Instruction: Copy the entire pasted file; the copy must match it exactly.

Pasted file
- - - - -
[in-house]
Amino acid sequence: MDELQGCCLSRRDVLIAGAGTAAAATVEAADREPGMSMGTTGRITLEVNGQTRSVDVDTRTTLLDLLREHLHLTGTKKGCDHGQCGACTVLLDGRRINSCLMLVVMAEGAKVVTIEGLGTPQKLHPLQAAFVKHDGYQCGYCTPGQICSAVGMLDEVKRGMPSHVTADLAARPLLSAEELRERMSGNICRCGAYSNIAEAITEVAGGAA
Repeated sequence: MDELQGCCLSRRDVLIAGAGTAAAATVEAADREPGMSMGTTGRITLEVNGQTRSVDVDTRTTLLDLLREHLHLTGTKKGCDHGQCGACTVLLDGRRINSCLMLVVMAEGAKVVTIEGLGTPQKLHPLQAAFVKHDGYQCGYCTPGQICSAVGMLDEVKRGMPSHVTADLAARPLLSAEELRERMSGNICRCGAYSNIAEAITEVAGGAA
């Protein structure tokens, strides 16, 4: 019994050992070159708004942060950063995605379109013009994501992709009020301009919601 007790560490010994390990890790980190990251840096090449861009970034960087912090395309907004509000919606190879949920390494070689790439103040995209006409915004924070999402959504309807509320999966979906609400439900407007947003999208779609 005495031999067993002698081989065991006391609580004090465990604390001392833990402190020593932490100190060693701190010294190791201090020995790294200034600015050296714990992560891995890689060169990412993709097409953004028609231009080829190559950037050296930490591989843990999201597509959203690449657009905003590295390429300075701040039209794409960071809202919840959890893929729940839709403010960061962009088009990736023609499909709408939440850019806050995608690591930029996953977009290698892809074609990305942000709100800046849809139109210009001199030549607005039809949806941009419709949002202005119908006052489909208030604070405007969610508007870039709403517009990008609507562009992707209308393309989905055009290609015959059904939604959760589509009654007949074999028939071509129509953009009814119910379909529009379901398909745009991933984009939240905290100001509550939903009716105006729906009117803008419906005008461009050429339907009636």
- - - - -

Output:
[in-house]
Amino acid sequence: MDELQGCCLSRRDVLIAGAGTAAAATVEAADREPGMSMGTTGRITLEVNGQTRSVDVDTRTTLLDLLREHLHLTGTKKGCDHGQCGACTVLLDGRRINSCLMLVVMAEGAKVVTIEGLGTPQKLHPLQAAFVKHDGYQCGYCTPGQICSAVGMLDEVKRGMPSHVTADLAARPLLSAEELRERMSGNICRCGAYSNIAEAITEVAGGAA
Repeated sequence: MDELQGCCLSRRDVLIAGAGTAAAATVEAADREPGMSMGTTGRITLEVNGQTRSVDVDTRTTLLDLLREHLHLTGTKKGCDHGQCGACTVLLDGRRINSCLMLVVMAEGAKVVTIEGLGTPQKLHPLQAAFVKHDGYQCGYCTPGQICSAVGMLDEVKRGMPSHVTADLAARPLLSAEELRERMSGNICRCGAYSNIAEAITEVAGGAA
């Protein structure tokens, strides 16, 4: 019994050992070159708004942060950063995605379109013009994501992709009020301009919601 007790560490010994390990890790980190990251840096090449861009970034960087912090395309907004509000919606190879949920390494070689790439103040995209006409915004924070999402959504309807509320999966979906609400439900407007947003999208779609 005495031999067993002698081989065991006391609580004090465990604390001392833990402190020593932490100190060693701190010294190791201090020995790294200034600015050296714990992560891995890689060169990412993709097409953004028609231009080829190559950037050296930490591989843990999201597509959203690449657009905003590295390429300075701040039209794409960071809202919840959890893929729940839709403010960061962009088009990736023609499909709408939440850019806050995608690591930029996953977009290698892809074609990305942000709100800046849809139109210009001199030549607005039809949806941009419709949002202005119908006052489909208030604070405007969610508007870039709403517009990008609507562009992707209308393309989905055009290609015959059904939604959760589509009654007949074999028939071509129509953009009814119910379909529009379901398909745009991933984009939240905290100001509550939903009716105006729906009117803008419906005008461009050429339907009636």